The nineteenth century marked a sort of anarchy in terms of the interest shown by major political powers to Africa. Africa was considered a virgin land that the colonial powers thought of as a route towards a fruitful economic lay down. The complexity of the situation runs deeper than one could think of. To shed light on the matter, King Leopold, a Belgian colonial leader’s desires are considered by many analysts as the major reason for the quest for glory. He is known to have employed imperialism in his political maneuvers. Such economic plans prompted the French to take action. They viewed Leopold’s Ambitions as a threat to their own political agendas (United Nations 18). King Leopold together with a onetime reporter sir Henry Morton Stanley plotted an economic exploitative mission in the Congo Free State. The French were spot on in that they did react by sending Pierre de Brazza to take over the Congo Brazzaville, a bid to nullify the Belgian effect. Portugal on seeing the proceedings renewed their interest in the area particularly citing some treaties signed to between them and Spain as evidence on the matter. French increasing interest in the region saw them form an alliance with Italy, which really blew the Germans off and, in turn, pushed the Germans into participation in the scramble. Something had to be done. This resulted in the Berlin Conference held in 1884.
A general act was laid down after the conference as the super powers tried to share Africa. It was agreed that all European governments had the task of abolishing slavery and in their sphere of influence particularly Black and Islamic slavery. Moreover, King Leopold’s wish to privatize the Congo free state was granted in that the state was declared a property of international Congo society to spice up things, all the European had the liberty to exercise any kind of trade in the Congo basin and Lake Niassa plus all the regions east of the free trade regions. Any Signatory nation present in the meeting could ship freely along the Congo River and the Niger River. It was also stated that any power would have exclusive rights over a sphere of influence only if they had shown total occupation over the region. This was to say that a political agreement had to reach between the region and the local leaders. The power was also supposed to develop the areas of impact fully not just for their political quest, but for the sake of organization and order. Also, any nation willing to pursue a new region had the right to do so provided it was done according to the stipulated legal methods.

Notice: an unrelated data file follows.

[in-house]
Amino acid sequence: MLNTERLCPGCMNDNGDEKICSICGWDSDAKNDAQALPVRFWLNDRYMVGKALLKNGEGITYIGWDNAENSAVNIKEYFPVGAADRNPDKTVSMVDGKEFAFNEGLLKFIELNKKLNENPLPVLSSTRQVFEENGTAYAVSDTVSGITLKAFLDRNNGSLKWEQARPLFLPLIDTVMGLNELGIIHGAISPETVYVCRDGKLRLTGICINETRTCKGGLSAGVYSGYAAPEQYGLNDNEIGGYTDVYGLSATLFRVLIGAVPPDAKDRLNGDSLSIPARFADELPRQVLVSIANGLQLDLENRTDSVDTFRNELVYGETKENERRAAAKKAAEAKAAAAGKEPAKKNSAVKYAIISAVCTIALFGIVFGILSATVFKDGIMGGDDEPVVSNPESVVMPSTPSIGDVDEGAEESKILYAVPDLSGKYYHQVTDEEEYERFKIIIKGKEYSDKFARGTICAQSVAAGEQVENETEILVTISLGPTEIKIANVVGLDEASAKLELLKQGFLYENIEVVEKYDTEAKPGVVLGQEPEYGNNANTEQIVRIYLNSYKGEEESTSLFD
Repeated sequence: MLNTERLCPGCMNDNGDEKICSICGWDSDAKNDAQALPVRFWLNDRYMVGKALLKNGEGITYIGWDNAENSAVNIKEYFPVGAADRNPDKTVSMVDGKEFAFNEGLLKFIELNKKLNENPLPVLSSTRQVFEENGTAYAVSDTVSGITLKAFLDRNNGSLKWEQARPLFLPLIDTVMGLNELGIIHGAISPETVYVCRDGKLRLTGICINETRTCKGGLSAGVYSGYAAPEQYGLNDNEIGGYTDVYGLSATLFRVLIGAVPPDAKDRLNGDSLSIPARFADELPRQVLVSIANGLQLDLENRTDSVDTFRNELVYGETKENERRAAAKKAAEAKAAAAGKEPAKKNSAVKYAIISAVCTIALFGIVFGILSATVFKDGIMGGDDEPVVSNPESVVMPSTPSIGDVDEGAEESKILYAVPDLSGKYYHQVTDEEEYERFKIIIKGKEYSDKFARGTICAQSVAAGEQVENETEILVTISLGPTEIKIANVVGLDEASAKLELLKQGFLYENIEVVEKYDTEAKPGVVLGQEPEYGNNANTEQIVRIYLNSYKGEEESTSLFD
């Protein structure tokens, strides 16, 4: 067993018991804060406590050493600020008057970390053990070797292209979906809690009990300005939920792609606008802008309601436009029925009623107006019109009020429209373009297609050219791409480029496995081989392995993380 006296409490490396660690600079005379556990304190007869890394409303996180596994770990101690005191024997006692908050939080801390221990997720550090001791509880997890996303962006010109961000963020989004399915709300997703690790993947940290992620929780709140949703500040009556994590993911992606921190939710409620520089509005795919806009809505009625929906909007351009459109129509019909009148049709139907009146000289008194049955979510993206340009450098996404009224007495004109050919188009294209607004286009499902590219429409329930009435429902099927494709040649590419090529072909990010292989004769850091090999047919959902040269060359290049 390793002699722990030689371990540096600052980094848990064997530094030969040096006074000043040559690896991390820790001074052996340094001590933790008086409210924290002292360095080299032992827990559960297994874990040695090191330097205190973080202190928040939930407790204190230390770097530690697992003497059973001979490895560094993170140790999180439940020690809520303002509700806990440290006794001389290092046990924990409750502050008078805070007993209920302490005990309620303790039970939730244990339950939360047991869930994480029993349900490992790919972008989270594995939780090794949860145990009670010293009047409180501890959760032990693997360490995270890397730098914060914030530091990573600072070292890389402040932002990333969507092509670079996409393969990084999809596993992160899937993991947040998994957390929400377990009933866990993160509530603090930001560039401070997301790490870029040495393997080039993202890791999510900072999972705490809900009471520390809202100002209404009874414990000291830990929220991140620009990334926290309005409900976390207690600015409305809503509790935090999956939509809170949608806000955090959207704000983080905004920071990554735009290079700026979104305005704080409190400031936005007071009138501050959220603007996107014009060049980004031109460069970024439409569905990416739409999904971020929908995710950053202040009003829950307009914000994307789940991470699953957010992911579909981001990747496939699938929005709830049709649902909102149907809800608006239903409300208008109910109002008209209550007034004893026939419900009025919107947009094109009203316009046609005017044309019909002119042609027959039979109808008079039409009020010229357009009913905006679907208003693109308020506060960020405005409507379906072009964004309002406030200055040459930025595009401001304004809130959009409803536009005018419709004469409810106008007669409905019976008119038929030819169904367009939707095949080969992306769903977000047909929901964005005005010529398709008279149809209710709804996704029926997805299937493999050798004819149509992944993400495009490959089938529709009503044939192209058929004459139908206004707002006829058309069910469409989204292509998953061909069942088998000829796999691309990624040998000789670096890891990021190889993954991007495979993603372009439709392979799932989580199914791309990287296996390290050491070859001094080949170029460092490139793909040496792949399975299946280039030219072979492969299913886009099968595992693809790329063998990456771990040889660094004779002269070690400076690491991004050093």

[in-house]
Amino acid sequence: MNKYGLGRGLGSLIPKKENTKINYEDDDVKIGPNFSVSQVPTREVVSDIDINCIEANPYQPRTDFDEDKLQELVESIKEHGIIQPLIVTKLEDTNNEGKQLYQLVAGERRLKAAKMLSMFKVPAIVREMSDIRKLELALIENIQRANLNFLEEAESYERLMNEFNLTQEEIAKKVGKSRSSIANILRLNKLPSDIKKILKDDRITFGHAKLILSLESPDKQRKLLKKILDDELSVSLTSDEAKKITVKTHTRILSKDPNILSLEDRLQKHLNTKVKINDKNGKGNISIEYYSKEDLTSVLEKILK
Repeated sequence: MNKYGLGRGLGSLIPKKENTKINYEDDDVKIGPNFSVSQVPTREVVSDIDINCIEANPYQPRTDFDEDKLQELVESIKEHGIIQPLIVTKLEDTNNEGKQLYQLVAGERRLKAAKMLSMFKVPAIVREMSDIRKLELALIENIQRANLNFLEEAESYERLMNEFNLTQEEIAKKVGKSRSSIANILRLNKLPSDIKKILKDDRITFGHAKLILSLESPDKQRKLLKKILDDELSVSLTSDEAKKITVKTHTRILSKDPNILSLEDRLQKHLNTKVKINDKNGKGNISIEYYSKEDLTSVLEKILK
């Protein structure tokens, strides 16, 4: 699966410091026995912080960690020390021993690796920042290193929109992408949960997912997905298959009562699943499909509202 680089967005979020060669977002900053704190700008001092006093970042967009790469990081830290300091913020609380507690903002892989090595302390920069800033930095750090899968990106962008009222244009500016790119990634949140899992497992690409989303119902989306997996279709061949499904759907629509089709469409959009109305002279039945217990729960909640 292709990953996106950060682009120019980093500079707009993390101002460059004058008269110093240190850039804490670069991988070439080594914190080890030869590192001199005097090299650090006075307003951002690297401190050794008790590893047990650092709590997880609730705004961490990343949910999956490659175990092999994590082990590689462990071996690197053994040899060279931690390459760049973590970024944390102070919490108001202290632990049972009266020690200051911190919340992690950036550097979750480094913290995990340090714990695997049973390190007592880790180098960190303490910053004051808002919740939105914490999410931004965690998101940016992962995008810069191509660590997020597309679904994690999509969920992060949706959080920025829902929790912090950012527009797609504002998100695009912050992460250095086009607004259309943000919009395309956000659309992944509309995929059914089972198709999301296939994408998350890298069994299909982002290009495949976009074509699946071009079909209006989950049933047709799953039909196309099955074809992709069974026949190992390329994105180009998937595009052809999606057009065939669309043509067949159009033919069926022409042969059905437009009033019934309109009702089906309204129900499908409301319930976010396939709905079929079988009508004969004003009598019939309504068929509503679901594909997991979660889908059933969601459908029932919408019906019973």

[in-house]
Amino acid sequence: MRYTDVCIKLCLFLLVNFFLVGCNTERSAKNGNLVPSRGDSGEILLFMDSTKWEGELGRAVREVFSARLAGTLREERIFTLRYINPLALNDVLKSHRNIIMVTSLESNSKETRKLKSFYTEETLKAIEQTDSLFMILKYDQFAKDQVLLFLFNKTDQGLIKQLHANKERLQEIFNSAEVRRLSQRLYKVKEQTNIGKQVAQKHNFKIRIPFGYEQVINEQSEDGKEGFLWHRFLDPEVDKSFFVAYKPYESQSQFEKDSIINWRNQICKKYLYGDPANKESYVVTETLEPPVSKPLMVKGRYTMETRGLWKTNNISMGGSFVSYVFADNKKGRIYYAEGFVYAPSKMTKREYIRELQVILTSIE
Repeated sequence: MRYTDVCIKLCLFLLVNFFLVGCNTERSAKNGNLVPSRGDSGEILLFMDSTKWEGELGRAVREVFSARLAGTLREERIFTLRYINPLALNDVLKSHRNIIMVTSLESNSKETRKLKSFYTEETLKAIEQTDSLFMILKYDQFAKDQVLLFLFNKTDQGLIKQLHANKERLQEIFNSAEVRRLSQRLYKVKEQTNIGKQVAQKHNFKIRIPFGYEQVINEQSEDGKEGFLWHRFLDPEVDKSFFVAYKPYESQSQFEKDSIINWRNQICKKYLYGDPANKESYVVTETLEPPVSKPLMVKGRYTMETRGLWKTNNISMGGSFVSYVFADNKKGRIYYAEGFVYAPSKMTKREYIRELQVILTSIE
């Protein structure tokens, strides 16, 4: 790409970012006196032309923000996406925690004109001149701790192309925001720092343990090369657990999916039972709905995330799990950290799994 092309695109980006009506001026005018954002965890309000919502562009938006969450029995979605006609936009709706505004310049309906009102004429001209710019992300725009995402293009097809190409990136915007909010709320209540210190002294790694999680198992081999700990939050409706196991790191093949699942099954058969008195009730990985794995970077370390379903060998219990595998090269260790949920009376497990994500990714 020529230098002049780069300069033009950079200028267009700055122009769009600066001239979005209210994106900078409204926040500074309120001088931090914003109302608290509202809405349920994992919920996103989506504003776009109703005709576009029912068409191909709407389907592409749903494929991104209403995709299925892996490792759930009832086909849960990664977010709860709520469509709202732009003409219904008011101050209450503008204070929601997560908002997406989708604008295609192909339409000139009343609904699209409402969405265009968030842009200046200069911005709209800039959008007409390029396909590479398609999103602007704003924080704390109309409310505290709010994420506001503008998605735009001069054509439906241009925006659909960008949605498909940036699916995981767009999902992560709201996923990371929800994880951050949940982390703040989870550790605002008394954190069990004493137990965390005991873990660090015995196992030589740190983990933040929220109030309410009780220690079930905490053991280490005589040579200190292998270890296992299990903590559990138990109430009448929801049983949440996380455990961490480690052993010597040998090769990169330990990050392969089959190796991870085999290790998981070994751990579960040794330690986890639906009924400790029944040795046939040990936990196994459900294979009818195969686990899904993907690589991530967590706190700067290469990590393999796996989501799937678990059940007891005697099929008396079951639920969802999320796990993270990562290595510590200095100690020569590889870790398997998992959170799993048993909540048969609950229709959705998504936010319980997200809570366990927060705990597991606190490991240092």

The conference just like any other had repercussions which are still felt up to today. Ethnic communities in Africa have found themselves split up among countries that amount to as high as six countries. According to a 1959 study by George Peter Murdock, it is evident that such ethnic mappings have severely hampered the Growth of Africa as a continent. Details accrued in the post-independence period show that civil conflicts have massively arisen among historically portioned ethnic communities.
African culture has been dealt a great blow. Native languages, which formed the core of communication before colonization, have been replaced. Go to any state in Africa today and you will find that all the countries use native colonial languages as their official languages. Their Original Religious beliefs have been washed off, and now all they talk about is Christianity.
The above facts are just a few of the effects of the Berlin Conference that led to colonization of Africa which are still felt nowadays. A lot of studies are being done particularly by anthropologists and some economists on the consequences of the colonial rule on Africa and the world today. The scramble for Africa had adverse effects that are still felt across the globe. The conference was, with no doubt, a major turning point in this planet’s history.
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